Estate and Prenuptial Planning
Every adult should have three documents: a durable power of attorney; an advance medical directive; and a last will and testament. These documents need to be prepared while the adult is competent.
A power of attorney authorizes someone to act on your behalf. A general power of attorney covers your property and finances. It allows your agent to access your accounts to pay your bills, sell your real property, and make purchases on your behalf. It is effective only while you are alive; it is not a substitute for a will. If a person becomes incompetent and does not have a power of attorney, family members must petition the court to have a conservator appointed for the incapacitated person. The court process results in a time delay, additional expenses, and a duty to file accountings.
An advance medical directive covers your person. This directive authorizes someone to make medical decisions for you when you are unable to do so. It is effective only while you are alive. If a person becomes incompetent without having an advance medical directive, family members must petition the court to have a guardian appointed for the incapacitated person.
A last will and testament saves expense in the settlement of your estate. You can specify who receives what items of your property, who handles the settlement of your estate, who handles funds held in trust for a minor beneficiary, and under what restrictions can trust funds be used for the beneficiary.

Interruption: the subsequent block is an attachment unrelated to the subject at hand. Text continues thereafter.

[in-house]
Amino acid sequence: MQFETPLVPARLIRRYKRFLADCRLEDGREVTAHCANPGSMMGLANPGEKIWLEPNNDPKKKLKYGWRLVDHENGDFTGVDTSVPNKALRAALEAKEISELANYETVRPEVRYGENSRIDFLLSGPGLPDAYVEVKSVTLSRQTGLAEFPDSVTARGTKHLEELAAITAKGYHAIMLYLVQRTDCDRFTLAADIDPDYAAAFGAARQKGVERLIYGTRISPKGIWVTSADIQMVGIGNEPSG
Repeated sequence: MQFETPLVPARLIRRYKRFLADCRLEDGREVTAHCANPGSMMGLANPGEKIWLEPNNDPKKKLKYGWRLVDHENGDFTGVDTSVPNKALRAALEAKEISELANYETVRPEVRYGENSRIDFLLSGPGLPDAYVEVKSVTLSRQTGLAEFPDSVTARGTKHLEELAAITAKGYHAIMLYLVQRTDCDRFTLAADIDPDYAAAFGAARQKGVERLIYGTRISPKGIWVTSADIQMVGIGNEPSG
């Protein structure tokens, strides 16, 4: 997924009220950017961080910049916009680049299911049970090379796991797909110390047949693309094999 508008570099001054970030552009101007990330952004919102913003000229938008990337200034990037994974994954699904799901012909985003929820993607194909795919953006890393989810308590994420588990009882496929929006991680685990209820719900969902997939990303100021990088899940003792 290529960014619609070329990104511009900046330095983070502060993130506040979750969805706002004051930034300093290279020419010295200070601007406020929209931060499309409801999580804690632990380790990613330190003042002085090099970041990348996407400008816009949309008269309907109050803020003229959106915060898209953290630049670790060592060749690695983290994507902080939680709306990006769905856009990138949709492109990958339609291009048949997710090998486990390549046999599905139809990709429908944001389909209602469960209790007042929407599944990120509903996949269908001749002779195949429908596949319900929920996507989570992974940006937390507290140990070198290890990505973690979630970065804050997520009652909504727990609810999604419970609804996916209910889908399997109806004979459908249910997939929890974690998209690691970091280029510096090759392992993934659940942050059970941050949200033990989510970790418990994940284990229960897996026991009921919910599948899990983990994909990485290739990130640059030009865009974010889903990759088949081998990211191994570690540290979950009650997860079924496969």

Contact our office to learn how we can help with your estate planning needs.
Read more: “Estate Planning”
A prenuptial agreement doesn’t seem very romantic. It is difficult to talk about—and can even be somewhat emotional. However, for most folks who are contemplating marriage, it is essential. Many marriages and committed relationships end in divorce, without a happily-ever-after. That is the unfortunate reality.
A prenuptial agreement is just plain practical. Going into the partnership, it also shows consideration and responsibility for the partner and for oneself. It shows consideration because it can spare a couple the messier and emotional aspects of divorce – the division of property and issues of support. It also can serve as an operating agreement during the marriage to help govern the handling of finances. Further, it shows responsibility for many aspects of life together, including the protection of children who came from prior relationships, protection of inheritance funds, protection of prior separate assets, and, most importantly, protection of one’s financial independence. Marriage is not just an emotional commitment, but a legal one — why not legally spell out the financial obligations in advance?
Contact our office to learn how we can help with your prenuptial planning needs.